- Thousands of diplomats and aid workers have been evacuated, according to Western governments, along with at least several hundred Afghans.
- In a press conference Tuesday night, a spokesman for the Taliban, infamous for its brutal executions and oppression of dissenters and women, promised rights for women and the press and amnesty for government officials.
- Many afghans and international leaders are extremely skeptical of the Taliban's pledges.
Evacuations from Kabul's Hamid Karzai International Airport picked up pace on Wednesday after a frenzied and deadly start to the week as foreigners and Afghans scramble to get out of the country now under control of the Taliban.
Thousands of diplomats and aid workers have been evacuated, according to Western governments, along with at least several hundred Afghans, though the exact numbers remain unclear.
More than 2,200 diplomats and other civilian workers have so far been evacuated on military flights, according to Reuters citing an anonymous security official, though the nationalities of the evacuees have not been confirmed and it is not known whether that figure includes the more than 600 Afghans crammed onto a U.S. C-17 aircraft that took them to Qatar.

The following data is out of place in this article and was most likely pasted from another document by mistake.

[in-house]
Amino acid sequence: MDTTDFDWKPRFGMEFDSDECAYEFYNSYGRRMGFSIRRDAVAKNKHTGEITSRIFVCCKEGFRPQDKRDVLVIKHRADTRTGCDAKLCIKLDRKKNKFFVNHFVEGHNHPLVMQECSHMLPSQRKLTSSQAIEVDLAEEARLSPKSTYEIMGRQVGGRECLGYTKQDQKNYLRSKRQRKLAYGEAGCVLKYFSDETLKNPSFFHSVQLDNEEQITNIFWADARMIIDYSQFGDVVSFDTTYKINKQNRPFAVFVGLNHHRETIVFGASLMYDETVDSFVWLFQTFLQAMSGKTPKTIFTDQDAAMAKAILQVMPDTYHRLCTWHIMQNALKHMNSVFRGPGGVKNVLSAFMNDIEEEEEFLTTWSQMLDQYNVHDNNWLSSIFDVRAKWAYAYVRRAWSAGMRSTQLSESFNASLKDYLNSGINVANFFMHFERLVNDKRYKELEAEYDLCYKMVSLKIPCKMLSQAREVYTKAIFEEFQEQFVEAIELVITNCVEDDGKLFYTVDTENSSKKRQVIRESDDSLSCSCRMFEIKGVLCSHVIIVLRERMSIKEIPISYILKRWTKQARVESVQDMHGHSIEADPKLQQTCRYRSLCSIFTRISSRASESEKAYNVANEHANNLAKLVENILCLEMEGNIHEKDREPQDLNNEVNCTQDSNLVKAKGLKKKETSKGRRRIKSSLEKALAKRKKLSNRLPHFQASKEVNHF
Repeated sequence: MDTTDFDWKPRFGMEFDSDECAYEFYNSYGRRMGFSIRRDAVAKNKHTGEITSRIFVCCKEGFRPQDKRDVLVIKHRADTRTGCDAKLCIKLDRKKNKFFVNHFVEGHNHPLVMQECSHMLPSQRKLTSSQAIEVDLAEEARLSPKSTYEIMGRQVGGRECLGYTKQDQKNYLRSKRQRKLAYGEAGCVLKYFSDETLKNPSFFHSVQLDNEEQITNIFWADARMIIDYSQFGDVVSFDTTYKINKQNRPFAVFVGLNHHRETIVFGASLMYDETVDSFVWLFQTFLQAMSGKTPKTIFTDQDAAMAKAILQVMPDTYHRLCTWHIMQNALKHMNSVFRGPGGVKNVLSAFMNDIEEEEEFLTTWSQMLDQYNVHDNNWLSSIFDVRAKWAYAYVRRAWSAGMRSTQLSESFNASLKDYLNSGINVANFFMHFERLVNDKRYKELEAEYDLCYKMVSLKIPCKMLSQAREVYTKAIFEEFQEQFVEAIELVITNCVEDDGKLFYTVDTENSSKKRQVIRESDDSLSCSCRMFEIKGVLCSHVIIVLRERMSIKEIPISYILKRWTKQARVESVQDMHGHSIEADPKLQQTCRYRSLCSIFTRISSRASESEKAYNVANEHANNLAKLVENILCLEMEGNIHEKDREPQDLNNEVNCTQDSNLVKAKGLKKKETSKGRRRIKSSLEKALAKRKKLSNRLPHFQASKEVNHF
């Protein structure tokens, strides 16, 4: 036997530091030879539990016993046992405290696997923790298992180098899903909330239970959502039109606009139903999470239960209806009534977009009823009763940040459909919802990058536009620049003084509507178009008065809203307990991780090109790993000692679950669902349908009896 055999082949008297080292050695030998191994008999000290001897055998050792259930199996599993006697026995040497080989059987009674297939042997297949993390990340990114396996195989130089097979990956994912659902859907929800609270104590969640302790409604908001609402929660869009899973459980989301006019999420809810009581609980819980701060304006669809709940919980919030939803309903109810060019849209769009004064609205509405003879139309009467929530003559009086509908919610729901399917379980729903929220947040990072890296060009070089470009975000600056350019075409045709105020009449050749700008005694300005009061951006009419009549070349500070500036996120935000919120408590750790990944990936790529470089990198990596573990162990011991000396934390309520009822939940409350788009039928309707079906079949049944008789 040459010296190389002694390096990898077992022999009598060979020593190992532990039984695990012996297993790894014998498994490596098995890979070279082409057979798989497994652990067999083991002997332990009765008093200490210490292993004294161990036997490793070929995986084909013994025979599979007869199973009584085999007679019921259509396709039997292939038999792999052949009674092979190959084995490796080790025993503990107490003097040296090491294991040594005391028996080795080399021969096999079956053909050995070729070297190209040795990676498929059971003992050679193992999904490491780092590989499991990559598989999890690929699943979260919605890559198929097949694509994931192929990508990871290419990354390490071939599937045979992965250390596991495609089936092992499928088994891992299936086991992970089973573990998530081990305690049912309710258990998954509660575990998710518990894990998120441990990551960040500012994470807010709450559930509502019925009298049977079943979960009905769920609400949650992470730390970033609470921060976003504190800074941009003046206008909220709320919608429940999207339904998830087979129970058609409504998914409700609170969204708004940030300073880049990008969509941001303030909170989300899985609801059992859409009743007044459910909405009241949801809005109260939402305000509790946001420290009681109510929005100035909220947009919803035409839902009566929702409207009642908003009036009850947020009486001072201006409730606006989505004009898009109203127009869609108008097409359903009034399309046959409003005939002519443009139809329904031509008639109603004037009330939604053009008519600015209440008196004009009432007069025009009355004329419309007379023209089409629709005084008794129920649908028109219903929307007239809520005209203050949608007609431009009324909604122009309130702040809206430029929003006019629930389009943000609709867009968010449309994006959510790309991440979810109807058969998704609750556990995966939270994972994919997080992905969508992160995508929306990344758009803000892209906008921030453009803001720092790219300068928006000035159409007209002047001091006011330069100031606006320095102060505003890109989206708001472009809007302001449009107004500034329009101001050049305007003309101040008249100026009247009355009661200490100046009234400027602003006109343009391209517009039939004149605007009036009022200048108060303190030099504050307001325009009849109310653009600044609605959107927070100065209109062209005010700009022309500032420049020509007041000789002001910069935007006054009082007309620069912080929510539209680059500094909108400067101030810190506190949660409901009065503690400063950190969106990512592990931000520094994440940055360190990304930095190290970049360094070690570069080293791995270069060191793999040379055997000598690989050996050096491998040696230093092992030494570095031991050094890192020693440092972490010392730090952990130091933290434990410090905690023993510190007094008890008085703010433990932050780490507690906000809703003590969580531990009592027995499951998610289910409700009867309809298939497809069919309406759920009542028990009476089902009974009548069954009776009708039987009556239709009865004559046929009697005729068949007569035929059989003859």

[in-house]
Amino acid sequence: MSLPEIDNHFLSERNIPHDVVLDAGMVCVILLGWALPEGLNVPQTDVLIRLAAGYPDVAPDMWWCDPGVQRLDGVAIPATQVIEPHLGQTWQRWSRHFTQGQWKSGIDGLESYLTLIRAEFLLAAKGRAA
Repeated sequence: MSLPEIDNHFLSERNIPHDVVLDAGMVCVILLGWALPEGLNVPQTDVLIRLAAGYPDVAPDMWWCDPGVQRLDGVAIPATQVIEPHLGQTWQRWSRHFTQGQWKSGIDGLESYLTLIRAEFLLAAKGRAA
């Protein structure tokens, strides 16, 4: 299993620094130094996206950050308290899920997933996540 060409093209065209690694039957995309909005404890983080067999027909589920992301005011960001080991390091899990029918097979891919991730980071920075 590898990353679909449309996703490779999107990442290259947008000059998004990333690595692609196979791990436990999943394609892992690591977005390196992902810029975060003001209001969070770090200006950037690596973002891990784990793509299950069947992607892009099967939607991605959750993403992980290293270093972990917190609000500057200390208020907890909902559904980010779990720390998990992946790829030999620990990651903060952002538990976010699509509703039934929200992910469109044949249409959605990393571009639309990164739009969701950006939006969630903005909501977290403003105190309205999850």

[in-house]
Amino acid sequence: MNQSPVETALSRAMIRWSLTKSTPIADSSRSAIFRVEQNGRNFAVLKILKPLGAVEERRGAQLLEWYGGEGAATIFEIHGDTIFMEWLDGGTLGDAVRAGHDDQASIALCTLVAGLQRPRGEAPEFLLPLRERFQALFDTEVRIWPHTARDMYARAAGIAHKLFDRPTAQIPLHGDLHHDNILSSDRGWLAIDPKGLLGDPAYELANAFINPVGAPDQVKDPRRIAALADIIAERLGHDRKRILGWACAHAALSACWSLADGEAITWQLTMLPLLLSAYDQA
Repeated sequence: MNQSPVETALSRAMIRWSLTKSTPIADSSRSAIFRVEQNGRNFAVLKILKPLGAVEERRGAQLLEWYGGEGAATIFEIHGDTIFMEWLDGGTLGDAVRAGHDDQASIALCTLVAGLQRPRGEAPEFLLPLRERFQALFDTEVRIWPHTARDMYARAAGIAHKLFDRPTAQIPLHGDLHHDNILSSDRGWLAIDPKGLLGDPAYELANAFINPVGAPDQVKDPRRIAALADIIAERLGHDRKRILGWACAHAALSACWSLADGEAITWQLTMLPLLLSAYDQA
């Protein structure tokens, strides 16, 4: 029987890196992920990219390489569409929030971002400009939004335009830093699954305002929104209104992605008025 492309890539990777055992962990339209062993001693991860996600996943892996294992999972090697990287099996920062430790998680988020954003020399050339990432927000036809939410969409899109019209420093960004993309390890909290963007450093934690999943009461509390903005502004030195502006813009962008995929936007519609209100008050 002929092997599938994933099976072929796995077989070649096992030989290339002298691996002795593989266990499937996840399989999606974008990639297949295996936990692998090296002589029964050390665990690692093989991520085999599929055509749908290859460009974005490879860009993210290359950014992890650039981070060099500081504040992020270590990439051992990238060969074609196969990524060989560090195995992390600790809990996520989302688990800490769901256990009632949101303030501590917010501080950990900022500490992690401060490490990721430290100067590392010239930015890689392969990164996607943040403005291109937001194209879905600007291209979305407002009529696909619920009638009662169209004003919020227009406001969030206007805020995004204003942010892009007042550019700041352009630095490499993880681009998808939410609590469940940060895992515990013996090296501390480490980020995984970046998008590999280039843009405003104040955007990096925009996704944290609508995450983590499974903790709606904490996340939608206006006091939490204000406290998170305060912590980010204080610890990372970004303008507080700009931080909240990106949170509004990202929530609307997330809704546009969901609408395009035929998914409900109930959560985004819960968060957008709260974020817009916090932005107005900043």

The British government says it is taking approximately 1,000 people per day out of Afghanistan. U.K. Interior Minister Priti Patel told the BBC on Wednesday: "We're still bringing out British nationals ... and those Afghan nationals who are part of our locally employed scheme."
Taliban promises of rights, amnesty
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The missions are being carried out as the Taliban lay out for the world what they claim their leadership will look like.
In a somewhat surreal press conference Tuesday night, a spokesman for the militant Islamic group, infamous for its brutal executions and oppression of dissenters, women, and anyone who fell afoul of its ultraconservative rules, promised rights for women and the press and amnesty for government officials.
Taliban spokesman Zabihullah Mujahid told reporters: "I would like to assure the international community, including the United States, that nobody will be harmed. We don't want any internal or external enemies."
He said that the Taliban would ensure safety for anyone who laid down their weapons, regardless of their past affiliations, and would allow woman to work and go to school, but "within the framework of Islam" — a very vague parameter given the extreme interpretation of the religion that the group is known for.
Meanwhile, reports of human rights violations by Taliban members have surfaced in other parts of the country in recent weeks, and many Afghans remain desperate to flee the country for fear of Taliban reprisal for their role in helping U.S. and allied forces. Whether the group will stay true to their word is yet to be seen.